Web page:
"The usual picture of Socrates is of an ugly little plebeian who inspired a handsome young nobleman to write long dialogues on large topics."
-- Richard Rorty (1931-2007)
Richard Rorty was an influential modern pragmatist philosopher criticized (unjustly so) by some self-important science types who'd never allow ugly subjectivity to get in the way of their pure pursuit of perfect knowledge. Funny thing is, Rorty could be pretty funny sometimes:
Q: And what would you say to criticisms that your ironism means a kind of sneering-at earnest liberals who don’t want to acknowledge the contingency of their own values?And this:
RR: That was certainly the way it came across. But what I wanted to say was: take yourself with some lightness. Be aware of yourself as at the mercy of the contingencies of your upbringing and your culture and your environment. I thought of it myself as offering advice rather than insults. My liberal ironist doesn’t go around being ironic to everybody she meets. She saves the irony for herself. The liberal part is public and the irony part is private.
from Against Bosses, Against Oligarchies: A Conversation with Richard Rorty
by Richard Rorty, Derek Nystrom, Kent Puckett
Q: Is this [the view that scientists, e.g. physicists, don't know the answers to all of the philosophical questions that could be asked about physics] a sign of scientists feeling like the philosophical rug is being pulled out from under them?To read more, lots o' links at wood s lot and Mixing Memory.
RR: Yeah, like the priests, they like to think they have a privileged relation to reality. I doubt they do, but one might expect that they would resent it if told they don’t. When the priests of the 19th century were told by practitioners of philological higher criticism of the Bible that they were in the service of middle-eastern creation myths, they didn’t like it. In the middle of this century, the physicists didn’t like it when Kuhn told them they were just trying to solve puzzles.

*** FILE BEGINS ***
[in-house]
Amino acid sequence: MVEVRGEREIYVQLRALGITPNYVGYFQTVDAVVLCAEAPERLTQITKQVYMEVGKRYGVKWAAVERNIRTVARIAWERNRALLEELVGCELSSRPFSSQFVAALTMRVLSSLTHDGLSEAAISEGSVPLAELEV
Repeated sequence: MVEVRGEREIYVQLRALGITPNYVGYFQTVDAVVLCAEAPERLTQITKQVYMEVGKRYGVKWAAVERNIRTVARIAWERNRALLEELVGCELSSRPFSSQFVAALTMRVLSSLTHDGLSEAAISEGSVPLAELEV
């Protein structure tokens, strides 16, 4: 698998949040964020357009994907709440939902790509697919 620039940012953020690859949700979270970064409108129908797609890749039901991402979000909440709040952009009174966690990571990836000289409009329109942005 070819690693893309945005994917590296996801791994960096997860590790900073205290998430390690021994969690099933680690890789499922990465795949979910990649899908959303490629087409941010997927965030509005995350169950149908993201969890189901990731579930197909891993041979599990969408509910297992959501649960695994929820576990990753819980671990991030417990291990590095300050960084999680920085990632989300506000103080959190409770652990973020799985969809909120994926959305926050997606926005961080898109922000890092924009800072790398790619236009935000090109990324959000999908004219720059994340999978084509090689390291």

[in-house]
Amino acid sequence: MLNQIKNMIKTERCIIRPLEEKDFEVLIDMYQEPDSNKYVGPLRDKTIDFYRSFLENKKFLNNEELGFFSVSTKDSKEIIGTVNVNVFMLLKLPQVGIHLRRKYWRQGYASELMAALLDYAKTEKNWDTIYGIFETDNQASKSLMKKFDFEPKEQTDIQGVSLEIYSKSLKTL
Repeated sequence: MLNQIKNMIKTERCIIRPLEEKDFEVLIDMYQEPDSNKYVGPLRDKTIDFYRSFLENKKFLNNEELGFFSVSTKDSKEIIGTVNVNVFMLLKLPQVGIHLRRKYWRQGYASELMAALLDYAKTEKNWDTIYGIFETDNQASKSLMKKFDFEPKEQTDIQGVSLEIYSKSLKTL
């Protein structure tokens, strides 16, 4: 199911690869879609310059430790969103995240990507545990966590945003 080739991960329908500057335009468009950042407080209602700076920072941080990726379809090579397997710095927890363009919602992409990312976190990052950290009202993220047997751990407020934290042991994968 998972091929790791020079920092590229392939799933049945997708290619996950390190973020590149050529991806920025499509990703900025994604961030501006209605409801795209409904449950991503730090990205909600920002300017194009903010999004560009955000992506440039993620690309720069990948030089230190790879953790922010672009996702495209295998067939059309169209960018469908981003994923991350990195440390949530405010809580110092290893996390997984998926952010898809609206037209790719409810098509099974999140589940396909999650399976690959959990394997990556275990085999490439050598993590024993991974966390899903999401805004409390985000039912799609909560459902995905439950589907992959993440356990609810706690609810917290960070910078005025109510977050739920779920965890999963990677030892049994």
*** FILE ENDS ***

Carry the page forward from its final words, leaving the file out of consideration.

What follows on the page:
Speaking of humor, a series of unbelievably silly proposals for nonlethal (but incapacitating) chemical weapons was revealed by the Sunshine Project through a Freedom of Information act (redacted document here).
US military pondered love not warAs summarized by Omni Brain, A New Chemical Weapon - The Gay Bomb?!
The US military investigated building a "gay bomb", which would make enemy soldiers "sexually irresistible" to each other, government papers say.
Other weapons that never saw the light of day include one to make soldiers obvious by their bad breath.
. . .
The plan for a so-called "love bomb" envisaged an aphrodisiac chemical that would provoke widespread homosexual behaviour among troops, causing what the military called a "distasteful but completely non-lethal" blow to morale.
Scientists also reportedly considered a "sting me/attack me" chemical weapon to attract swarms of enraged wasps or angry rats towards enemy troops.
"Always strive to excel, but only on weekends."
-- Richard Rorty
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